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Interactive Map Visualizes Global Bitcoin Hashrate Geo-Distribution

China’s dominance of the Bitcoin mining space isn’t new but a Cambridge University research has come up with an interactive map that visualises the approximate geographic distribution of global Bitcoin hashrate according to mining distribution.

Put together by Apolline Blandin, Anton Dek and Claire Yue Wu, the Bitcoin Mining Map which used merely 37% of the world’s total hashrate to complete its findings, provides the average hashrate (total number of hashes produced by miners) share by country on a monthly basis starting from September 2019 as well as another which focuses on China’s hashrate distribution by province.

It is to give a clearer picture of the distribution based on underlying data provided by, Poolin and ViaBTC mining pools for the study. Blandin notes that they hope to partner more pools in the future to improve the accuracy and reliability of the mining map in subsequent editions.

The map uses geo-location data (i.e. IP addresses) of hashers connecting to the three pools – they collectively represent approximately 37% of Bitcoin total hashrate over the examined period – to calculate the average monthly hashrate breakdown by country to support in visuals the view that China dominates with about 65% share (or two-third). The U.S. and Russia are the closest at 7.24% and 6.90% respectively.

The visual map comes as a part of the Cambridge Bitcoin Electricity Consumption Index which provides a real-time estimate of the total electricity load and consumption of the Bitcoin network. Its model is based on a bottom-up approach initially developed by Marc Bevand in 2017 that takes different types of available mining hardware as the starting point.

Based on a best-guess estimate, they put Bitcoin’s total electricity consumption at 20 863 TWh i.e.
Bitcoin accounts for 0.41 % of global electricity consumption. The attempt to provide an educated guess that more accurately quantifies Bitcoin’s real electricity usage brought about the assumption that all miners use an equally-weighted basket of hardware types that are profitable in electricity terms. They note:

“The assumption that all profitable machines are equally distributed among miners may seem very unrealistic at first: many hardware types have not been produced and sold in equal quantities, some equipment may not have been available to everyone at the same time, and other machines may already have been fully retired despite becoming profitable again for a short period of time. However, when comparing our best-guess estimate to a simulation that uses hardware weighting based on Stoll et al.’s (2019) market share calculations, the resulting electricity consumption values do not differ substantially. This suggests that using the current assumption of equally-weighted profitable equipment is acceptable until further research and analysis on better weighting approaches becomes available.”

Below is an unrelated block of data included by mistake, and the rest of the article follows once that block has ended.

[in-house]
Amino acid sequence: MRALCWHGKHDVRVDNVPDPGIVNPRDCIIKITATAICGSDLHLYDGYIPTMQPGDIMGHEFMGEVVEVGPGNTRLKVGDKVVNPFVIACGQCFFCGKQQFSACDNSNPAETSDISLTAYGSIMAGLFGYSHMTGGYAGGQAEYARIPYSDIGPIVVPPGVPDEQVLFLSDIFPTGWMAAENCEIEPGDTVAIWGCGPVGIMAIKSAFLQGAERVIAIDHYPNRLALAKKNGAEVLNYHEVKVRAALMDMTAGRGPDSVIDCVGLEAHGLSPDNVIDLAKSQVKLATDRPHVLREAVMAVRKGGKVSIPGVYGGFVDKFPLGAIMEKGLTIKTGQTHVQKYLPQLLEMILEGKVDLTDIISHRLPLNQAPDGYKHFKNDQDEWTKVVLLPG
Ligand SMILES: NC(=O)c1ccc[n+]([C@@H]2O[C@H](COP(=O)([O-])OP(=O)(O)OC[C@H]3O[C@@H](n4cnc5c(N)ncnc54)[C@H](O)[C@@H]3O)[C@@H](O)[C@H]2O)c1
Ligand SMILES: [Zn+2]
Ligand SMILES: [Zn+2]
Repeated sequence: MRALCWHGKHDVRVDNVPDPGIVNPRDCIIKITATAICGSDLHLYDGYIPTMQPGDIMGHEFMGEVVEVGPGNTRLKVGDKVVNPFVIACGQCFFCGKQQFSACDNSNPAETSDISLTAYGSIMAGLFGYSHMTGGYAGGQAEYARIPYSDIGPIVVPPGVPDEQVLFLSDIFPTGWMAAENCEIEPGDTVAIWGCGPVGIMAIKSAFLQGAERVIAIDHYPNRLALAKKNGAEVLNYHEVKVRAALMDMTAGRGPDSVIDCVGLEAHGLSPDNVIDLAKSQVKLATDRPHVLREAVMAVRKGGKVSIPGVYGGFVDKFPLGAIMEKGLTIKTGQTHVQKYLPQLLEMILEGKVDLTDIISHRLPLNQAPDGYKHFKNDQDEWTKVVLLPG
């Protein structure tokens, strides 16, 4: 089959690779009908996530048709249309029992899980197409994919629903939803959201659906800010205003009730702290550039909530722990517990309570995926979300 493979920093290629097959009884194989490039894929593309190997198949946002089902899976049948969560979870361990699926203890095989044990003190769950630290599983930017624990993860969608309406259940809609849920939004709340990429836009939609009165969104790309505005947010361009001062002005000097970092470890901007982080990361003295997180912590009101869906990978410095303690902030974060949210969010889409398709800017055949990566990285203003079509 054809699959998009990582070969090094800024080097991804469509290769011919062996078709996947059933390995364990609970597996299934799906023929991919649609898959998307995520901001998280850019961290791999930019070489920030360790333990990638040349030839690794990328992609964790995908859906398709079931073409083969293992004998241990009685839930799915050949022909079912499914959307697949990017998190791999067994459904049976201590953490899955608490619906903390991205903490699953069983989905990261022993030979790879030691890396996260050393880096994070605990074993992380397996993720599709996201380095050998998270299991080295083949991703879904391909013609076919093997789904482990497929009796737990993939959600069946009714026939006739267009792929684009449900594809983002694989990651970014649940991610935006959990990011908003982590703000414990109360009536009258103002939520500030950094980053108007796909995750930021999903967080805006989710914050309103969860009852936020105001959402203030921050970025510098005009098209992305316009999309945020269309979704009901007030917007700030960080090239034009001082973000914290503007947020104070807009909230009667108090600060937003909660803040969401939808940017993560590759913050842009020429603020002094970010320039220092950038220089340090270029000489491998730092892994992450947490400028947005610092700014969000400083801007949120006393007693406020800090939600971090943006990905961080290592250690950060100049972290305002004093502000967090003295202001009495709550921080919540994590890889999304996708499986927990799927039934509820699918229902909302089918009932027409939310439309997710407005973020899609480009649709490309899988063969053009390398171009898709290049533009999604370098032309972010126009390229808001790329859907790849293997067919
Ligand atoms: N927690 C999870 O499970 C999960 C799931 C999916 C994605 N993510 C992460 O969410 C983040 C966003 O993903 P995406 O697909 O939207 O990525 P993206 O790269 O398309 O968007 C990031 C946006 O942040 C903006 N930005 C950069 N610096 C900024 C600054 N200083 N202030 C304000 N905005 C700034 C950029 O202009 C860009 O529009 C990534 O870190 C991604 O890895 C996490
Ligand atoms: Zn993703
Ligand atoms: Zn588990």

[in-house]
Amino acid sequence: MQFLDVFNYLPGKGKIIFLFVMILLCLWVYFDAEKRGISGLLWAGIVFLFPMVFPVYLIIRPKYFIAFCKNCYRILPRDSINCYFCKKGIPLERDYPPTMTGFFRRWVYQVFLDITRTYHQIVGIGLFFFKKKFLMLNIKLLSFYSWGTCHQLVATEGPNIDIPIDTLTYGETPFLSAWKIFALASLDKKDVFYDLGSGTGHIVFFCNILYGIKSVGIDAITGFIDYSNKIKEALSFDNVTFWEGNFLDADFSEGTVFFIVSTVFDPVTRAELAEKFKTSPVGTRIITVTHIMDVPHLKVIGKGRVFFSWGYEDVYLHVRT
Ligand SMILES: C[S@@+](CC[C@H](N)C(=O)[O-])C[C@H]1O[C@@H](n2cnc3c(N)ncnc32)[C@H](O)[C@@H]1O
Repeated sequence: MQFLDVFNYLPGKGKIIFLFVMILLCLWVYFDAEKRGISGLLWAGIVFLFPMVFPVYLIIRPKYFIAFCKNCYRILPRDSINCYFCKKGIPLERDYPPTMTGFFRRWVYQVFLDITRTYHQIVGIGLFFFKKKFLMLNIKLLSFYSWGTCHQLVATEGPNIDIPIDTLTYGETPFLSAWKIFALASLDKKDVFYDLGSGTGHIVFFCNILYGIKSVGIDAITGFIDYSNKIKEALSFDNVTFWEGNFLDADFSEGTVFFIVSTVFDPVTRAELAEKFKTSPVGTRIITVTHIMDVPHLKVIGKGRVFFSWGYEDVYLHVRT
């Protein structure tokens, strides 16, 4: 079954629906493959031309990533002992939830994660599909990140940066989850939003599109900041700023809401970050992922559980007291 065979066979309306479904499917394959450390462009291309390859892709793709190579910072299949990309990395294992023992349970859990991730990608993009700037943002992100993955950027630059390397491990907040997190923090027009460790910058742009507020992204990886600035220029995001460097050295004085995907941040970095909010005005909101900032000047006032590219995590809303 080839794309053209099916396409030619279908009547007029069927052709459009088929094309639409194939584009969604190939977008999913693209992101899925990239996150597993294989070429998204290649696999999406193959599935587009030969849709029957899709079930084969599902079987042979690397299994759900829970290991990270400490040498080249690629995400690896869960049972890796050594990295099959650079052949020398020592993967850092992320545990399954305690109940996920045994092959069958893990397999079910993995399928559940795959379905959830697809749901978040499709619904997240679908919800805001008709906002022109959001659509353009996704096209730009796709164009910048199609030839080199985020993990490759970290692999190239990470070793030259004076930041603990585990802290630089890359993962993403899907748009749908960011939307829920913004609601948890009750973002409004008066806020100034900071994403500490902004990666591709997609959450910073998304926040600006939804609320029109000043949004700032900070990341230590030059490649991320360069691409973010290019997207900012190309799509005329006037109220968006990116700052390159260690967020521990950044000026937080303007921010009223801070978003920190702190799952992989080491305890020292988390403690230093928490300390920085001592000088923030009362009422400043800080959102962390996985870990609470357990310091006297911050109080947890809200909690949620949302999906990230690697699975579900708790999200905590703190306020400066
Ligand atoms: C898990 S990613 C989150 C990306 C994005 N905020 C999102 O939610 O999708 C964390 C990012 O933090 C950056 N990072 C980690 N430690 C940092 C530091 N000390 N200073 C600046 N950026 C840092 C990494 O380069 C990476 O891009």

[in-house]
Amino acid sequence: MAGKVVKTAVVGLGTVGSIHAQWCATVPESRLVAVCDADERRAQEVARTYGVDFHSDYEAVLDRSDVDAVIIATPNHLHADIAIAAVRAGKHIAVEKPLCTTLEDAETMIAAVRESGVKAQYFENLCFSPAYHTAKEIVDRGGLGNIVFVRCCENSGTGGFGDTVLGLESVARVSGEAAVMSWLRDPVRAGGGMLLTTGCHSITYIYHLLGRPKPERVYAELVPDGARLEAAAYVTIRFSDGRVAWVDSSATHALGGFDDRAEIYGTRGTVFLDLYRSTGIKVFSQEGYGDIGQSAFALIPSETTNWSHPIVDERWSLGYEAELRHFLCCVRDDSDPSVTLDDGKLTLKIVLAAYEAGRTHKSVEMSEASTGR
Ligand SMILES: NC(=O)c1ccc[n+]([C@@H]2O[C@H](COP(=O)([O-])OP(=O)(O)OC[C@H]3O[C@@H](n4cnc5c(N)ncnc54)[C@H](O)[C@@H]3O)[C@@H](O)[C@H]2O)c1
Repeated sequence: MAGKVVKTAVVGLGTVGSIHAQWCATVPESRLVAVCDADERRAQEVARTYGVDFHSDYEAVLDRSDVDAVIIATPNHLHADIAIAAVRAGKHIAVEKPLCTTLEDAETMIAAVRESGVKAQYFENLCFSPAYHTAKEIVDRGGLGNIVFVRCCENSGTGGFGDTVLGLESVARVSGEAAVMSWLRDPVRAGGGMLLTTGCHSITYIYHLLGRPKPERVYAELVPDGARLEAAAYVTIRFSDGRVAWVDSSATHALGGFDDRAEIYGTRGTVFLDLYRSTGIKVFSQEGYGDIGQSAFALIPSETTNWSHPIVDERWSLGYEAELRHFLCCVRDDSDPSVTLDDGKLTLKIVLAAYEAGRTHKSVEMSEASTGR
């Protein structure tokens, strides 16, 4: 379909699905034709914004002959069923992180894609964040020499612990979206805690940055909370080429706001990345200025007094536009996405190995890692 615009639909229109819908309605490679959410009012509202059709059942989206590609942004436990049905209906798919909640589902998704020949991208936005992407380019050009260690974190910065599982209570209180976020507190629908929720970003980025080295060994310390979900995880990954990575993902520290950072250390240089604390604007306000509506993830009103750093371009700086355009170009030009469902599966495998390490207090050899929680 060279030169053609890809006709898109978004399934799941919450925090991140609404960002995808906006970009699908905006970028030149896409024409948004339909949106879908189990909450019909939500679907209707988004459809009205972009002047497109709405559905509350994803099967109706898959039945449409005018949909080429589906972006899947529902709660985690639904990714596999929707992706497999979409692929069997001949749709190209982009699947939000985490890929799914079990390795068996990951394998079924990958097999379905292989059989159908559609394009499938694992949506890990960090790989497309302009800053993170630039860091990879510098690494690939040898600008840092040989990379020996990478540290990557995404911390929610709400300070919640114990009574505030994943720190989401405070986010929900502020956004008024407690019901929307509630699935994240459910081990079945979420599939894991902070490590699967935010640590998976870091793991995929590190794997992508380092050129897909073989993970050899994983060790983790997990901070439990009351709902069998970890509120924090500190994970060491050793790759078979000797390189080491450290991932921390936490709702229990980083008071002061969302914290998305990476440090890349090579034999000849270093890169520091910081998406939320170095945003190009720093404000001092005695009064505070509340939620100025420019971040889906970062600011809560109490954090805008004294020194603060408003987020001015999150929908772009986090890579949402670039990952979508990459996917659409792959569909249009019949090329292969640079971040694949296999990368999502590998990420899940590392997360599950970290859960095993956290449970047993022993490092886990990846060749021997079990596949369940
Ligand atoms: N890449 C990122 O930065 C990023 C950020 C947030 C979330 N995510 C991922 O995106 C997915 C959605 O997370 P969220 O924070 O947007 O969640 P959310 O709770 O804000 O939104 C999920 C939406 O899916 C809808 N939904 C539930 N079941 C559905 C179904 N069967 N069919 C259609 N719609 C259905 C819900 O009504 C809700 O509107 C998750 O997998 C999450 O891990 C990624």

The hashrate level has been topical as the quadrennial block reward halving is days away (May 12 or thereabout) even as countries like Ukraine consider using excess electricity for cryptocurrency mining as a way to transfer a ‘liability’ into an ‘asset’. Data from analytics firm Glassnode shows that the one-day average mining hashrate of the Bitcoin blockchain reached 139 exahashes per second (EH/s) to beat previous all-time highs.

Whereas, despite surges in price and mining power, Bitcoin developer Luke Dashjr suggests total node count fell below 47,000 on Monday May 4 to a level not seen since 2017 thus indicating that fewer people are participating in validating new transactions and storing copies of the network’s shared transaction history.

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